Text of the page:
Women workers in Minnesota, especially women of color, are not only at a higher risk of being exposed to COVID-19 at work but have also been more likely to be laid off during the pandemic, according to a new report from the University of Minnesota.
The Center on Women, Gender, and Public Policy report used state unemployment data, occupational data and interviews with community organizations to identify which Minnesota workers have felt the worst effects from the pandemic so far — and what policymakers can do to support them.
Jobs in the higher-risk health, food service and social service industries are disproportionately filled by women, while men are more likely to work in low-risk essential jobs — like construction — that don’t require as much interaction with the public and allow for more social distancing.
Women of color are especially likely to work in high-risk industries. Nearly 40% of Asian and Native American women workers and 25% of Black women workers have high-risk essential jobs. KaYing Yang, program director with the Coalition of Asian-American Leaders, told the researchers that these women face a “vicious cycle.”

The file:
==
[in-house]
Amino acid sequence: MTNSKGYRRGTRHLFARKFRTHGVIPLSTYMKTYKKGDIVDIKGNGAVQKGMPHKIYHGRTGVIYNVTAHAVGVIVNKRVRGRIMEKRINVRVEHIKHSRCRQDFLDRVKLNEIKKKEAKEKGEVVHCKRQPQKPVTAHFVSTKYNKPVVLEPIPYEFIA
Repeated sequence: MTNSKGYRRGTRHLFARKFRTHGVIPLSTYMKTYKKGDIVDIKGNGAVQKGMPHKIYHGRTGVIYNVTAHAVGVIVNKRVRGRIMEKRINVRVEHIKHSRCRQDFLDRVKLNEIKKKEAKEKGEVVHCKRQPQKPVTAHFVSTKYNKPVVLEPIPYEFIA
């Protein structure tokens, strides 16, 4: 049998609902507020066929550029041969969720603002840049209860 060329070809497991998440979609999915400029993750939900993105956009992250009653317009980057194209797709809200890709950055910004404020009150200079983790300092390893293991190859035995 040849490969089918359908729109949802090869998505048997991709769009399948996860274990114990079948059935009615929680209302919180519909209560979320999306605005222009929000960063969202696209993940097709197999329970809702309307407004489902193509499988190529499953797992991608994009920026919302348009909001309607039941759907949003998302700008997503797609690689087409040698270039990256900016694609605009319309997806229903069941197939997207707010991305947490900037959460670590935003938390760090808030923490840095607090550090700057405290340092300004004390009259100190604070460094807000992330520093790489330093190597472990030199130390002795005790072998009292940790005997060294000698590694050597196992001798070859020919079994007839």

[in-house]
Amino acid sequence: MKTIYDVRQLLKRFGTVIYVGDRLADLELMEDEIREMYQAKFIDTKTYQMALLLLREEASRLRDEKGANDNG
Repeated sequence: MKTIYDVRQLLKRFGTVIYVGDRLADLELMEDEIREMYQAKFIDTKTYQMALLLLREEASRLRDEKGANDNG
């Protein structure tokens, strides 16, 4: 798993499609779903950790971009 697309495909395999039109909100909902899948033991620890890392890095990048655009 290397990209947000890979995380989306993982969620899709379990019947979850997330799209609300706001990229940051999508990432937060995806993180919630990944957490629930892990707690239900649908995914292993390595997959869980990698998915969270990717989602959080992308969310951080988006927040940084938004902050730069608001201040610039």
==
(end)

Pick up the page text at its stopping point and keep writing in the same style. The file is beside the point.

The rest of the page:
“There aren’t a lot of choices (for low-wage, essential workers). These are already jobs that don’t pay that much, so they can’t risk losing their job, so then they are risking their health to keep their job. And if they lose their job, they don’t know how to file for unemployment,” she said in the report.
The gender and racial disparities in layoffs aren’t fully explained by industry or occupational differences. Discrimination may have played a role, according to the study.
On top of the “dual vulnerability” of higher COVID-19 exposure risk and higher likelihood of layoffs, women of all races and particularly women of color are less likely to have resources to help them through financial or health issues, like long-term savings and health insurance, according to the report.
To help workers most affected by layoffs and COVID-19, the researchers recommend keeping a stockpile of personal protective equipment for essential workers; providing additional funding for social service organizations, including undocumented workers in COVID-19 relief packages; and publishing public health information in multiple languages.
In the long-term, the report suggests policies like universal health insurance; universal basic income; expanded unemployment insurance; paid sick leave and family leave; and, improved emergency preparedness in child care and education to help vulnerable communities recover from COVID-19 and weather future crises.